Schaberg v. Schaberg

Decision Date02 November 2021
Docket NumberNo. ED 109200,ED 109200
Parties Danielle M. SCHABERG, Respondent, v. Jamie E. SCHABERG, Appellant.
CourtMissouri Court of Appeals

KURT S. ODENWALD, Presiding Judge


Jamie E. Schaberg ("Jamie")1 appeals from the trial court's judgment dissolving her marriage from Danielle M. Schaberg ("Danielle"), dividing marital property, awarding sole legal and joint physical custody of Jamie's biological child ("Daughter") born during her marriage to Danielle, and ordering child support. Jamie raises four points on appeal. Jamie first challenges the trial court's authority to enter any judgment relating to parental custody and child support. Jamie argues Danielle lacked standing to seek any court order pertaining to custody and support of Daughter because Danielle is not a presumed parent under Section 210.8222 and did not adopt Daughter during their marriage. Jamie also contends the trial court erred in failing to correctly divide all marital debt incurred by Jamie and Danielle during their marriage, entered an inconsistent and unenforceable judgment by awarding Danielle sole legal custody of Daughter but requiring Danielle to confer with Jamie before making any final decisions, and improperly calculated childcare costs resulting in an erroneous order of child support. Danielle and Jamie's same-sex marriage does not deprive Danielle of her statutory standing as the presumed and undisputed natural parent of Daughter, who was born during the marriage. Accordingly, the trial court acted within its authority when entering its judgment on custody and support issues relating to Daughter. Jamie did not preserve for appeal her points relating to the division of marital debt and the award of sole legal custody due to an inconsistent and unenforceable judgment and we therefore deny these points. Lastly, because the trial court correctly determined that the cost of attending daycare was a work-related childcare expense, we deny Jamie's final point on appeal. Accordingly, we affirm the trial court's judgment.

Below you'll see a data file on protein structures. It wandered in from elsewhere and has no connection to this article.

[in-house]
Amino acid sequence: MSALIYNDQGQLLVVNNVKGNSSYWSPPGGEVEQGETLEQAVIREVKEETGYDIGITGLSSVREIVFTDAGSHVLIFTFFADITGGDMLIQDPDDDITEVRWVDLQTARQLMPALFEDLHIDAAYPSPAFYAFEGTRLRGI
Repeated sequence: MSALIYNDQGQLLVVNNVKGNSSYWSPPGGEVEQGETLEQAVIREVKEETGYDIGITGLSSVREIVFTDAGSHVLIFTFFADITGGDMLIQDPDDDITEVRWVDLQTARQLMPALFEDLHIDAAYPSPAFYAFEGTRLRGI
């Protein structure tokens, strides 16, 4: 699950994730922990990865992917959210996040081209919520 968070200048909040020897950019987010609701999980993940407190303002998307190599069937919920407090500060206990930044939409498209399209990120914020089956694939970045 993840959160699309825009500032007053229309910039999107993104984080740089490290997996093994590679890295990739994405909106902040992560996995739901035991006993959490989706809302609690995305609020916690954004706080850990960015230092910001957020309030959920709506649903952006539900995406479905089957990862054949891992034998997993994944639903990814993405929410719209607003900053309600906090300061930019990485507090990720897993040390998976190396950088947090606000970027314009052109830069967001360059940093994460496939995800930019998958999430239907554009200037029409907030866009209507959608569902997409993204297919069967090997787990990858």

Factual and Procedural History

Jamie and Danielle, both women, married on January 21, 2017. One child, Daughter, was born during the marriage on April 2, 2017. Long before they were married, Jamie and Danielle talked about raising a family and specifically discussed having a baby together. Both Jamie and Danielle agreed that Jamie would be the biological mother of the child via in vitro fertilization using a sperm donor selected by both Jamie and Danielle.

Danielle petitioned for dissolution of marriage in April 2018. Jamie counter-petitioned for dissolution in July 2018. In her amended petition, Danielle requested sole legal and sole physical custody of Daughter. Jamie sought joint legal and joint physical custody of Daughter.

During dissolution proceedings, Domestic Relations Services ("DRS") advised the trial court to appoint a guardian ad litem ("GAL") for Daughter and recommended that Jamie and Danielle be referred for psychological evaluations due to their conflicting accounts of Jamie's past abuse and medical conditions. The spouses consented to the evaluations and the trial court appointed a GAL to represent Daughter. Both spouses submitted separate proposed parenting plans. The GAL also submitted a proposed parenting plan.

Following trial, the trial court issued its final judgment ("Judgment") dissolving the marriage between Danielle and Jamie, dividing property, awarding custody of Daughter, and ordering child support.

Based on the evidence at trial, the trial court awarded sole legal custody of Daughter to Danielle, but awarded joint physical custody of Daughter to both Jamie and Danielle. The trial court adopted the GAL's parenting plan, which it attached to the Judgment. The parenting plan provides for sole legal custody of Daughter to Danielle, and further states that "[m]ajor decisions affecting the child shall be made by Danielle: however, she shall confer with Jamie prior to making any final decisions regarding the minor child's health and welfare." As stated in the parenting plan, the trial court determined that granting Danielle sole legal custody was in the best interests of Daughter.